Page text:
London Theatre Review: Admissions at London's Trafalgar Studios
| By Sandra Howell
(Updated on Mar 25, 2019)
It’s so unfair living in a society which privileges rich and middle-class white people, right? So what to do? Dabble in a version of social engineering like Sherri Rosen- Mason, a white middle-class Head of Admissions of a private school in America? Alex Kingston’s Sherri is embarrassingly politically aware and has chosen to redress the balance by devising her own system to increase the proportion of students of colour admitted to the private school. Kingston is superb as Sherri, who believes, and lets everyone know it, she is fighting the good fight against white privilege, whilst lacking insight into her own privileged position. Sherri is exposed as taking a tokenistic approach to levelling the playing field. Sherri’s hypocrisy is also revealed in the way she manages her son Charlie not getting into Yale, when Charlie’s friend Perry, who is bi-racial, does.
Congratulations to playwright Joshua Harrison for capturing the white, liberal, middle-class angst and hypocrisy of the current debate about white privilege, in such an intelligent and humorous way. Congratulations also to the cast whose stars shine through the dark brilliance of Harrison’s script. Each actor deftly weaves through the tightly written, sharp-tongued dialogue which rapidly and heavily lands so many punches. They deal with so much in only one and a half hours. I laughed long and hard, sometimes shouting out in laughter at the cruel humour which cuts so close to the bone, it shows the truth, which is very much lacking in some of the key protagonists, particularly in Sherri.
No one is the moral compass of Admissions, because it is constantly shifting and each character exposes the flaws of the other characters, as well as their own. Charlie, realistically played by Ben Edelman, who is the teenage son of Sherri and Bill Mason, flips out. He has the classic teenage tantrum, except as someone who is clever and articulate he succeeds in persuading Sherri of the injustice of being overlooked as a white male in favour of white females and people of colour. Charlie compares his academic achievements with Perry’s and his writing skills with Olive’s, the female editor of the school paper, claiming he is the better student and writer. Bill Mason, played by Andrew Woodhall with the right amount of know-it-all conceit, appears to be the moral compass when he calls out Charlie as spoilt and overprivileged. But Bill fails to take responsibility for his parental role in raising such an entitled young man even though he quips “Looks like we successfully raised a Republican.” He also does not check his own privilege. Ginnie Peters, Perry’s mother and Sherri’s best friend does. Sarah Hadland’s Ginnie is hurt and angry when she self-righteously calls out Bill’s white privilege. She questions Sherri as to why her mixed race husband, who has the same credentials as Bill, is still an English teacher, whilst Bill has risen to the top of their profession. Ginnie is herself hypocritical, there are references to her buying cakes from a baker who had been accused of child molestation, which she justifies by saying he makes delicious cakes and anyway it wasn’t proven.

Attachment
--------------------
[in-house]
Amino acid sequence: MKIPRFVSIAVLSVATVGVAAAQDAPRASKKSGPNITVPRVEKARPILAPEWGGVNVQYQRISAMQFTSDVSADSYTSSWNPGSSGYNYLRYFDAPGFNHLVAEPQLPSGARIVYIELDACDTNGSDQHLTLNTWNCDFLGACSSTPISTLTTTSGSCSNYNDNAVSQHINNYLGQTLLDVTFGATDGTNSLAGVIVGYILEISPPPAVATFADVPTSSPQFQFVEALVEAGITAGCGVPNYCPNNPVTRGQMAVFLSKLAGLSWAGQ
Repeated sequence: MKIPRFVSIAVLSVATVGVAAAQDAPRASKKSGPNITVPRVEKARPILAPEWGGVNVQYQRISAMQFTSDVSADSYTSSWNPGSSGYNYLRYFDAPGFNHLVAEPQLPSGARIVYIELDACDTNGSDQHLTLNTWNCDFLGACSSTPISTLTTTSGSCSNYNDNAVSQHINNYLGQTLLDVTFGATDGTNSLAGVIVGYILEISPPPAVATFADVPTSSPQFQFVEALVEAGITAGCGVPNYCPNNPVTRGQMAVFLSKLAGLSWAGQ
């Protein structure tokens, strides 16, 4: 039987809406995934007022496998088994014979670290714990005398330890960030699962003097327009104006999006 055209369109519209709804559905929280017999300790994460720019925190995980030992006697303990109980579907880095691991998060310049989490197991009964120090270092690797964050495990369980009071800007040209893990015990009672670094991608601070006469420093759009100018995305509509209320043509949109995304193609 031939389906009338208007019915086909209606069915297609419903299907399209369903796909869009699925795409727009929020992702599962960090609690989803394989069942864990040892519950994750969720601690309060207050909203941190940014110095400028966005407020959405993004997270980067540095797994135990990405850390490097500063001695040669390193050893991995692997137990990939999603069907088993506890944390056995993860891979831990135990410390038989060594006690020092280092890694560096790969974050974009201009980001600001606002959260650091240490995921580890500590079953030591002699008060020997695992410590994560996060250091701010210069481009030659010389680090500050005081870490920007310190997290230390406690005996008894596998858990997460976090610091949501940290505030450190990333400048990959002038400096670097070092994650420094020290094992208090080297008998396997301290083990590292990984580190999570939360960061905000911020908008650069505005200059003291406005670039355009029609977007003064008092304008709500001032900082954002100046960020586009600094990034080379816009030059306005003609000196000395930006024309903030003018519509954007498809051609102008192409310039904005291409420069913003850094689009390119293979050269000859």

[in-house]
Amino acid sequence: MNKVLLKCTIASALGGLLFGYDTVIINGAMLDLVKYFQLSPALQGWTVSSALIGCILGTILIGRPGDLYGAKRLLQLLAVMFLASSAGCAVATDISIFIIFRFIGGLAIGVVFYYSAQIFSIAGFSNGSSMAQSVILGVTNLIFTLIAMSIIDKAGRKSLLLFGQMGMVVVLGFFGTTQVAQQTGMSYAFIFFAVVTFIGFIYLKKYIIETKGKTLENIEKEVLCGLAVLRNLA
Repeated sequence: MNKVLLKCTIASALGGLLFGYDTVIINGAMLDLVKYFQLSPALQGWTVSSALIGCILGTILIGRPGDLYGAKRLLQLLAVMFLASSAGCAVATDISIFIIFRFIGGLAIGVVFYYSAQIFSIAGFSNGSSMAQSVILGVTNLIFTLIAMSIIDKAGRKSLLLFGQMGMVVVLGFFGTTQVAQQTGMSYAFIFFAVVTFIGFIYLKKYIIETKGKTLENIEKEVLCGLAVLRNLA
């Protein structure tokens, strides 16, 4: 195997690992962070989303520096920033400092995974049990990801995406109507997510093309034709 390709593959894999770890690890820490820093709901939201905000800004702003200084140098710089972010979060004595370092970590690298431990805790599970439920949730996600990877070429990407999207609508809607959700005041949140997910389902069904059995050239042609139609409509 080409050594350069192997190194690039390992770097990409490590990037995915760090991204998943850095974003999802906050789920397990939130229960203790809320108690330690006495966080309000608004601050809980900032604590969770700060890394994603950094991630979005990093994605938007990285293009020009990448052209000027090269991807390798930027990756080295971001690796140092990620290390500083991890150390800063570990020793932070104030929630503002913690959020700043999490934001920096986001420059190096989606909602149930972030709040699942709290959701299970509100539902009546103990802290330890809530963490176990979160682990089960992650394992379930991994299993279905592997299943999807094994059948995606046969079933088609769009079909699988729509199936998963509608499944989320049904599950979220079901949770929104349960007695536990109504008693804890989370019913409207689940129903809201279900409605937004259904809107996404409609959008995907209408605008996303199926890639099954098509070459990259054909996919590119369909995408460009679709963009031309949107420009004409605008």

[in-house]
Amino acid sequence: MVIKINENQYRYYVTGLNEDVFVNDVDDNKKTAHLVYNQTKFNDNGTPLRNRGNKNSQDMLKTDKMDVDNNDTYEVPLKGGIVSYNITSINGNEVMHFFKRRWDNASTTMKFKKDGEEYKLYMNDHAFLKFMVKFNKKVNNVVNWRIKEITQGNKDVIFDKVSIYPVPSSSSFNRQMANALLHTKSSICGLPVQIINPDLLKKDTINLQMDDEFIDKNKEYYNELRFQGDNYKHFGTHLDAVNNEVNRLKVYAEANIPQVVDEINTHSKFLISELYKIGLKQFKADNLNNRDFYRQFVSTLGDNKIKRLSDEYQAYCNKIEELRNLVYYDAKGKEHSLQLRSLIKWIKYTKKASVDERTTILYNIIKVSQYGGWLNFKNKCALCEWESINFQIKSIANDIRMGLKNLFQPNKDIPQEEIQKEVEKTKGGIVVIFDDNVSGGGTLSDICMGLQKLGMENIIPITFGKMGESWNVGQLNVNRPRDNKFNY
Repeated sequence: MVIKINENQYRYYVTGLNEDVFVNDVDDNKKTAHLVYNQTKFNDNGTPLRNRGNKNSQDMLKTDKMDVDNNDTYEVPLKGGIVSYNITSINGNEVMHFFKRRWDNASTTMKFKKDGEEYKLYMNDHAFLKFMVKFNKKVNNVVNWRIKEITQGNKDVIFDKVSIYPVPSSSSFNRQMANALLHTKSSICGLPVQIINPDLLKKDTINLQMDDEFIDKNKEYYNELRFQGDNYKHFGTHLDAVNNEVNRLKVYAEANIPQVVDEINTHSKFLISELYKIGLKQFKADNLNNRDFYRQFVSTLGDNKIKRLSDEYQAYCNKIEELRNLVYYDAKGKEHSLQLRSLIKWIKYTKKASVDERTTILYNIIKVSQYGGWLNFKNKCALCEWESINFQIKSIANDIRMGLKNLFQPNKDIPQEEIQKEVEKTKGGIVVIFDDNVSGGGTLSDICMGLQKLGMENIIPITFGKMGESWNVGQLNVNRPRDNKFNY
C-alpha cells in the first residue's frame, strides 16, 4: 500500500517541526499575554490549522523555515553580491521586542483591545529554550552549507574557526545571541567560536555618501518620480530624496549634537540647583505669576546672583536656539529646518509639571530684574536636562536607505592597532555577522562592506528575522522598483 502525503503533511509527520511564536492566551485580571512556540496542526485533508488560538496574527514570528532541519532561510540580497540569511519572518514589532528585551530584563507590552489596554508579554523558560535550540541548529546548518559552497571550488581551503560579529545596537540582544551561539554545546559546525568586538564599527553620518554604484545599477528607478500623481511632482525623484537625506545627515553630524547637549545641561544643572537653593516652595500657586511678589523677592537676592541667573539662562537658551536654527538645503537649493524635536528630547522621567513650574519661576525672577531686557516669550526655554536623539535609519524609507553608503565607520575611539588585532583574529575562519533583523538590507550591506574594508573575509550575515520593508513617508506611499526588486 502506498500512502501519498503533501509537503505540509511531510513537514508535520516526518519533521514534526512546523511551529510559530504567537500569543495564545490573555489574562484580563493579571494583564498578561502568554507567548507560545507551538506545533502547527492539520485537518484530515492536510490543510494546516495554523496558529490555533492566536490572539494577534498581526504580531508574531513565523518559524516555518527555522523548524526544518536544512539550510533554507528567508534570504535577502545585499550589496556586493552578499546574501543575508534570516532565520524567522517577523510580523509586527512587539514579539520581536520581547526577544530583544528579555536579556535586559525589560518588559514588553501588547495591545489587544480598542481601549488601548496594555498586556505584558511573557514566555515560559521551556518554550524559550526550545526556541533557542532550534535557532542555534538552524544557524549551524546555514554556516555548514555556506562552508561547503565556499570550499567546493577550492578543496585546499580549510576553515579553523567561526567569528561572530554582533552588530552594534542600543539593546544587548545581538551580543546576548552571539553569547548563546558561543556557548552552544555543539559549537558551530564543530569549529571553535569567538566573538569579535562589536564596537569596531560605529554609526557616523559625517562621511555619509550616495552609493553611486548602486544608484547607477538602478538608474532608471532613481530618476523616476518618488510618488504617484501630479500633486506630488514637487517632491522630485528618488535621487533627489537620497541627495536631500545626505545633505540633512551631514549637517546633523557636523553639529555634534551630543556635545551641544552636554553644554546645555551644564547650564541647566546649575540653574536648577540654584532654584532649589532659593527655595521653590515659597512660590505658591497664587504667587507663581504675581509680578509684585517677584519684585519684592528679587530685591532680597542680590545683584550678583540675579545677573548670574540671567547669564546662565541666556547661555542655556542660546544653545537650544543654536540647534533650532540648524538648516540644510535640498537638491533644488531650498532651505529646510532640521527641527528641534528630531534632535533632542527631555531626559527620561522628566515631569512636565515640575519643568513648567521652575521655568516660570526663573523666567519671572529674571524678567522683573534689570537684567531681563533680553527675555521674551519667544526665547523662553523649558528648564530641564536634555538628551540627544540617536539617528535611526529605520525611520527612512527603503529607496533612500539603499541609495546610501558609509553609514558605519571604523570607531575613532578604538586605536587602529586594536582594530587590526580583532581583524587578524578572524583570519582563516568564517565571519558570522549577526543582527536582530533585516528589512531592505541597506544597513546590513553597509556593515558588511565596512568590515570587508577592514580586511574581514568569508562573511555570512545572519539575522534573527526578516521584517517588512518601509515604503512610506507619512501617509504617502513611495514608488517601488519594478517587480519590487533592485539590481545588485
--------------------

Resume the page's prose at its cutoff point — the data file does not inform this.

Although all the characters are self-deluded, Sherri is probably the most self-deluded and hypocritical of them all, which is repeatedly demonstrated, particularly in her fraught exchanges with Margot Leicester who plays a baffled Roberta, an older white woman who is trying to get to grips with Sherri’s demands for more diversity. As Roberta declares “I don’t see colour” the audience groans and laughs as it is both painful and funny. When Sherri criticises Roberta for producing a school brochure which doesn’t have enough photos of people of colour, Roberta, points to a photo of Perry. However, Sherri thinks that he “doesn’t read black.” Leicester plays Roberta so naturally, you cannot be sure if she is as naïve as she appears when she asks “ you want more people of colour but these are the wrong shade?” does she want photos of people who are “more dark skinned.” Sherri allows herself to be pushed to respond that she wants more who are “identifiable as black or Hispanic.” Which is basically what Roberta said. This illustrates Sherri’s tick box approach to challenging racism.
Ultimately it is Charlie who sums up how Sherri and Bill fight white privilege when he tells them that they want to make the world a better place “as long as you are not sacrificing anything.” And as long as they are not fundamentally changing anything.
Book Admissions tickets now because enrolment closes 25 May.
Want to Meet and Greet the cast of Admissions? When you purchase a £55 ticket for the performance on 16 April you will not only receive a complimentary glass of champagne but after the show, you will be invited to meet the cast on stage. A group photo will be taken and emailed to you after the show. Book your Admissions Meet and Greet tickets here.